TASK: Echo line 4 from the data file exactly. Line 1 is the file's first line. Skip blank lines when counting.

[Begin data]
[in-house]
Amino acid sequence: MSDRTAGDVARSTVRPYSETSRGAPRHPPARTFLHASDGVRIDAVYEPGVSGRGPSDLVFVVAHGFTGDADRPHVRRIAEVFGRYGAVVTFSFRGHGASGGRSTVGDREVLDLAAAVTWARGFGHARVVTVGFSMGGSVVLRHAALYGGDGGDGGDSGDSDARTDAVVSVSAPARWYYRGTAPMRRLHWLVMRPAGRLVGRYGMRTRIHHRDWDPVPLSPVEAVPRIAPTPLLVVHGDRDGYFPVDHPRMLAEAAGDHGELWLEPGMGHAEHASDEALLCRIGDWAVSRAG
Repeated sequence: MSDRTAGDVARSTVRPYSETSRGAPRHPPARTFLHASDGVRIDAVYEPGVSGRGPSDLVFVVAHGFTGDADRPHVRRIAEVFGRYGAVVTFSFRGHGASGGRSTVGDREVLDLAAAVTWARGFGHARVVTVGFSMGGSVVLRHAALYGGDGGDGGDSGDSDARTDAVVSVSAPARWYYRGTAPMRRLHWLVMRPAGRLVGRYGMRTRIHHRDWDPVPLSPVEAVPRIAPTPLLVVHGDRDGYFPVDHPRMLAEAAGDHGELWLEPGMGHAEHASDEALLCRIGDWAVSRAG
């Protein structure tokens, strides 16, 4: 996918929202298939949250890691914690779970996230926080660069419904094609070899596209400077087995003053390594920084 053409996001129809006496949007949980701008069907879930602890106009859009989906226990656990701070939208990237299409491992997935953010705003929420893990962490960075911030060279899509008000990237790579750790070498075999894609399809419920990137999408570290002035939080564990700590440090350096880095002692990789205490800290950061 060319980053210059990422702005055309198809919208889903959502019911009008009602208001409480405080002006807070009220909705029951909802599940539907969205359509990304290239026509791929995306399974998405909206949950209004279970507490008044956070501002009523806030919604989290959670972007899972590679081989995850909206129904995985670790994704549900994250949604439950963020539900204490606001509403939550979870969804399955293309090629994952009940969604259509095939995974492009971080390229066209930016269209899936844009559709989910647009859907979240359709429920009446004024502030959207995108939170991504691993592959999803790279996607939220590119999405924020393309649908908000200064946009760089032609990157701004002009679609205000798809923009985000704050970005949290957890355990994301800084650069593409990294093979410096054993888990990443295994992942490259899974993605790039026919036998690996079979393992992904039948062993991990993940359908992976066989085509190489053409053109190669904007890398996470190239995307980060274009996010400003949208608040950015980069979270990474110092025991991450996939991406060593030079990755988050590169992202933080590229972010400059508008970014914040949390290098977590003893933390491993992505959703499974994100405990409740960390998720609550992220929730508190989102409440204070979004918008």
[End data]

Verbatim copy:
């Protein structure tokens, strides 16, 4: 996918929202298939949250890691914690779970996230926080660069419904094609070899596209400077087995003053390594920084 053409996001129809006496949007949980701008069907879930602890106009859009989906226990656990701070939208990237299409491992997935953010705003929420893990962490960075911030060279899509008000990237790579750790070498075999894609399809419920990137999408570290002035939080564990700590440090350096880095002692990789205490800290950061 060319980053210059990422702005055309198809919208889903959502019911009008009602208001409480405080002006807070009220909705029951909802599940539907969205359509990304290239026509791929995306399974998405909206949950209004279970507490008044956070501002009523806030919604989290959670972007899972590679081989995850909206129904995985670790994704549900994250949604439950963020539900204490606001509403939550979870969804399955293309090629994952009940969604259509095939995974492009971080390229066209930016269209899936844009559709989910647009859907979240359709429920009446004024502030959207995108939170991504691993592959999803790279996607939220590119999405924020393309649908908000200064946009760089032609990157701004002009679609205000798809923009985000704050970005949290957890355990994301800084650069593409990294093979410096054993888990990443295994992942490259899974993605790039026919036998690996079979393992992904039948062993991990993940359908992976066989085509190489053409053109190669904007890398996470190239995307980060274009996010400003949208608040950015980069979270990474110092025991991450996939991406060593030079990755988050590169992202933080590229972010400059508008970014914040949390290098977590003893933390491993992505959703499974994100405990409740960390998720609550992220929730508190989102409440204070979004918008």